Transition-age youth (TAY) from ages 18-26 are especially vulnerable to substance use, misuse, and substance use disorder (SUD). This developmental period, termed the ?age of instability and emerging adulthood includes tasks such as leaving home, entering college; identifying vocational goals; working for the first time; body and sexuality changes; coalescing with a peer group; and for some, aging out of foster care or state custody, which end at age 18. The emerging- adulthood period is prime for experimentation with substances and the development of SUD, and associated problems such as binge drinking, driving under the influence, accidents, fighting and violence, HIV, gang involvement, suicide and self-harm, and vulnerability to date-rape and other sexual assault. A major challenge for TAY is the capacity to regulate their emotions, given the hormone changes and emotional intensity of this stage of life. Indeed, substance use is often described as a short-term way to regulate emotion and there is a long-standing literature documenting the association between emotion regulation (ER) problems and SUD. The importance of ER is also grounded in the developmental literature in which ER is identified as a core skill that is critical to the successful transition to adulthood. The initial component of ER, accurate identification of emotion, is itself a major challenge, especially for people with SUD as they are often not aware of their feelings or confused about them due to the nature of the disorder as well as mental health disorders that often co-occur with SUD. In our phase 1 project we developed and evaluated a mobile app that uses exciting new technology (automated emotion detection) to help TAY better recognize their emotions in relation to SUD variables. We found highly positive results in our phase 1 feasibility / pilot study and are now proposing a phase 2 project to continue this work. In phase 2 we plan to enhance and continue to develop the app features and user experience based on end-user feedback and our expert consultant team. Phase 2 also includes a randomized controlled trial to evaluate the app among TAY with SUD. They will have six weeks to use the app in their natural environment, such as home, and we will conduct pre- and post-evaluation using validated instruments to compare outcomes between two conditions: the app condition and a control-app condition. The primary outcomes are substance use and emotion regulation. We also plan to evaluate end-user satisfaction with the app and have a final round of feedback at the end of phase 2 as well as explore app metrics. The app product we envision would have major public health and clinical impact. It could help improve TAY?s ability to become more aware of their emotions and understand them in relation to SUD via an exciting emotion-focused technology innovation. If the product is successful it could also be expanded to other populations. Our stellar team includes experts in SUD, TAY, clinical innovations, technology, and app development.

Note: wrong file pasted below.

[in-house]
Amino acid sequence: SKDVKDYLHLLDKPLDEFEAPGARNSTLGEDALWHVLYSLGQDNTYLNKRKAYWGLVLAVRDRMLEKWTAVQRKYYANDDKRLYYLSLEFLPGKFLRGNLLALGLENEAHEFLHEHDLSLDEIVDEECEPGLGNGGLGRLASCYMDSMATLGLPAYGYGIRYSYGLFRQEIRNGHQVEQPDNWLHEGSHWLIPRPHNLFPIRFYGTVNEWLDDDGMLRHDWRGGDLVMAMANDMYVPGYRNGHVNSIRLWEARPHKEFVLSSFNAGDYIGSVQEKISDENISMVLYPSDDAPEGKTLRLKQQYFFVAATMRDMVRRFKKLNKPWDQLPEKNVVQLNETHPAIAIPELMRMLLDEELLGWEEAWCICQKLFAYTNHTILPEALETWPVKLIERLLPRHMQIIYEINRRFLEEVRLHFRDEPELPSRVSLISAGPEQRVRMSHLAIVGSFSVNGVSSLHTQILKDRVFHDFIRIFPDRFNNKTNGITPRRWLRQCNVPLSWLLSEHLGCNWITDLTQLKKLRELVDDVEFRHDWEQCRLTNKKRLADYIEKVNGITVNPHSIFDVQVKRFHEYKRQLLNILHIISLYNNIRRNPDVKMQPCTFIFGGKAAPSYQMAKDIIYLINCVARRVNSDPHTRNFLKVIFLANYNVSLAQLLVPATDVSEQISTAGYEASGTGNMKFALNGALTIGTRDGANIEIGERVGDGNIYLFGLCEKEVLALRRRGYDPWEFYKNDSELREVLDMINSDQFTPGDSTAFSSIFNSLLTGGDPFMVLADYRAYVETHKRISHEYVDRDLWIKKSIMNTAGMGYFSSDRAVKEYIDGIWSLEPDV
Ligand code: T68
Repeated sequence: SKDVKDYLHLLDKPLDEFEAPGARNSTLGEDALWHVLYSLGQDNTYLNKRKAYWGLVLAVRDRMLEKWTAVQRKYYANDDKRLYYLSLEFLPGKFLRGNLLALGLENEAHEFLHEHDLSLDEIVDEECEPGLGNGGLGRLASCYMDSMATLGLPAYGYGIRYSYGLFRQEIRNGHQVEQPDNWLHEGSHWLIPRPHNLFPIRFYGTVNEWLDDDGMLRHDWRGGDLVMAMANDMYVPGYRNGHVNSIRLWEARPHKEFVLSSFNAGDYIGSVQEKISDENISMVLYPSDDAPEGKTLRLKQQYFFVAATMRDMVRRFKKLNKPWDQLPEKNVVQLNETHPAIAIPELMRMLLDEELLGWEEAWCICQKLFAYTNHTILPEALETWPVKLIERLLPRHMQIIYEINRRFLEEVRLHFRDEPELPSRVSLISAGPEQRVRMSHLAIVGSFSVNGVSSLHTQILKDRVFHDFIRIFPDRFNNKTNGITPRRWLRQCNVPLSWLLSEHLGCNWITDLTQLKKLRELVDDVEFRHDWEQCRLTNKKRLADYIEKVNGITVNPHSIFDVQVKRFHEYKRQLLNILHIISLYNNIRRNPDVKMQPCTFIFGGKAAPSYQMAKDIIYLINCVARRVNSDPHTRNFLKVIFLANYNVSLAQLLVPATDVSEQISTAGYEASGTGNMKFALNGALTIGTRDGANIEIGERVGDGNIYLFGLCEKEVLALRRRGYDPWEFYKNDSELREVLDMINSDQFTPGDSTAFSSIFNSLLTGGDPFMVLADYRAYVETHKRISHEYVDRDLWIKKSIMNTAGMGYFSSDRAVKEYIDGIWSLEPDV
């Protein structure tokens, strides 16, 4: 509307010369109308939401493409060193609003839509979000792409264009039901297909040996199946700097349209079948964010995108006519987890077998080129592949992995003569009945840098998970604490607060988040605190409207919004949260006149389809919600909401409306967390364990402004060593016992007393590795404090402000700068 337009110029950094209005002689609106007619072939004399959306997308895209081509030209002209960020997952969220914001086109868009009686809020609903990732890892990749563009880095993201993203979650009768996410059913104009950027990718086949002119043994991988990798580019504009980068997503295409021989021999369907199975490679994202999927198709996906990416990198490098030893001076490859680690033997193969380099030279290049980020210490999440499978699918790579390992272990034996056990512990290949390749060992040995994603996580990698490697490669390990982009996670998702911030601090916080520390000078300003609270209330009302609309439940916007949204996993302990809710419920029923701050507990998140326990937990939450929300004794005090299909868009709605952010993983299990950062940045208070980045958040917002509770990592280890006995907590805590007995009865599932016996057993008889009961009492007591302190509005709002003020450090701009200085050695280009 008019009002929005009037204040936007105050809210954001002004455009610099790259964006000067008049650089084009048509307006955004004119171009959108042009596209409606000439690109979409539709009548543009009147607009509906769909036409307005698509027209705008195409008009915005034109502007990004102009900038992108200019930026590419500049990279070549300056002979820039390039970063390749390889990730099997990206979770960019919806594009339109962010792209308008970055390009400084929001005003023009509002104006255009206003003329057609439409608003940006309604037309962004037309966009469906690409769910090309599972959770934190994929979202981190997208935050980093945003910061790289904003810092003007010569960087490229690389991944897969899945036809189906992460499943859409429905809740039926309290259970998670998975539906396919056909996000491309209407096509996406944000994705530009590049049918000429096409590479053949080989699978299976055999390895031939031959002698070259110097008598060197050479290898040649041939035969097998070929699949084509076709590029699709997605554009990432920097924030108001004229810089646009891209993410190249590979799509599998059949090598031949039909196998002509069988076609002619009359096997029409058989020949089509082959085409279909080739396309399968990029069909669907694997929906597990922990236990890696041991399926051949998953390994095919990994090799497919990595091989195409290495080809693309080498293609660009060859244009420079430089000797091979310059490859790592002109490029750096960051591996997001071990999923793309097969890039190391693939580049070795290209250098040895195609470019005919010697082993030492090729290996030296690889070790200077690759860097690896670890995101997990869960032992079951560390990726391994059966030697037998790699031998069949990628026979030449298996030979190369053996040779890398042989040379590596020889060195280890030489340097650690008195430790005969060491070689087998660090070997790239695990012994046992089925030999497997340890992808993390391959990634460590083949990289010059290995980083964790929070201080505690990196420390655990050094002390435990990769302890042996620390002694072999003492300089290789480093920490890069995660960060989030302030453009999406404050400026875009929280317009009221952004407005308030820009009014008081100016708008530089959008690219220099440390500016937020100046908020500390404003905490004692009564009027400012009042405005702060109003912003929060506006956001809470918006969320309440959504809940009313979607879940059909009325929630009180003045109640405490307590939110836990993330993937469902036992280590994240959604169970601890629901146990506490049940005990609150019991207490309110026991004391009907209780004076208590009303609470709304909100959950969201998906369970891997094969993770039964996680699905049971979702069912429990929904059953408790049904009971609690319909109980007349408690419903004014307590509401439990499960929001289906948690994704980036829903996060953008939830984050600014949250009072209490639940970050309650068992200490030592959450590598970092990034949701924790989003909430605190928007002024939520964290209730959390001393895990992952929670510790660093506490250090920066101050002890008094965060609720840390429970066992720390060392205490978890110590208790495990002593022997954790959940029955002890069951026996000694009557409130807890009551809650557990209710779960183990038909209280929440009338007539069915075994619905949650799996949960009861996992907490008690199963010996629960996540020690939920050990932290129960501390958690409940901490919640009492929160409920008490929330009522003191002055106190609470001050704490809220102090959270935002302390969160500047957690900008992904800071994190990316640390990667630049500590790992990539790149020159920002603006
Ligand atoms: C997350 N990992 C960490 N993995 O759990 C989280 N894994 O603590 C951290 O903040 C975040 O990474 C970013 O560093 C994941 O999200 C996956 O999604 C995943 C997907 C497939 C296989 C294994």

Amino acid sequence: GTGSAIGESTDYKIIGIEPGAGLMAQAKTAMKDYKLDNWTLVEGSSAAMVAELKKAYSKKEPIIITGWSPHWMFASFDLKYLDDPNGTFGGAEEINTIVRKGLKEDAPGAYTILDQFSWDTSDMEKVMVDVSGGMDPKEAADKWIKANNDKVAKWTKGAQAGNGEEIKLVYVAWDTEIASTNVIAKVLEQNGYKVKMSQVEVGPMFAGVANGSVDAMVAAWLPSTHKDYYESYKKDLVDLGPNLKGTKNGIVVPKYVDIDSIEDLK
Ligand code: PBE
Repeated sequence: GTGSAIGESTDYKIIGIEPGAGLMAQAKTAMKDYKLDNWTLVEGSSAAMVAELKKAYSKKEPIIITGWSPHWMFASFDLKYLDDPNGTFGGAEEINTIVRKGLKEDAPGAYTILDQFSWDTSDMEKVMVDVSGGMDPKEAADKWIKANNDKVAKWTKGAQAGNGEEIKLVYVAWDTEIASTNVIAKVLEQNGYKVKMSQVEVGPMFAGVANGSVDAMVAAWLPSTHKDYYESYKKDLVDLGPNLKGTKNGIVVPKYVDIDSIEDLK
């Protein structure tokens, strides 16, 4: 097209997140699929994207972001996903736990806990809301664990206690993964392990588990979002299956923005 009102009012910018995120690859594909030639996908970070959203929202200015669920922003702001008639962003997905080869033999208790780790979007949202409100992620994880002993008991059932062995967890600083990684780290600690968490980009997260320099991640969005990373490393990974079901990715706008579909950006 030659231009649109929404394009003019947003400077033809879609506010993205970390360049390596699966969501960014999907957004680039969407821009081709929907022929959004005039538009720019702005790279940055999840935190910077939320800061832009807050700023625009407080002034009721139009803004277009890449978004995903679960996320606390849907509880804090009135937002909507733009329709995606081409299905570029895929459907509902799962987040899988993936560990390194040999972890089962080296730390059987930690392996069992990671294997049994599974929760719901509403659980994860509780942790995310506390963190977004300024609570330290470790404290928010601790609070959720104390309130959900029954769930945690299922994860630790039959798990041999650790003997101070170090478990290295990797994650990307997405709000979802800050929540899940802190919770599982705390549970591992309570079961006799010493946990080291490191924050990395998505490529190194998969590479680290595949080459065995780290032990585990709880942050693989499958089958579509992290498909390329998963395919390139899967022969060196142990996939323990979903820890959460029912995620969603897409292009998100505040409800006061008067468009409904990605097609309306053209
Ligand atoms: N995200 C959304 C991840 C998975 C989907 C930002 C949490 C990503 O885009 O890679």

We propose to help young adults (ages 18-26) who have substance abuse problems. Our goal is to help them learn more about their emotions in relation to their substance abuse as a way to ultimately help them reduce their substance use. In phase 1 we developed an initial version of a mobile app for this purpose and evaluated it; in phase 2 we plan to continue this work.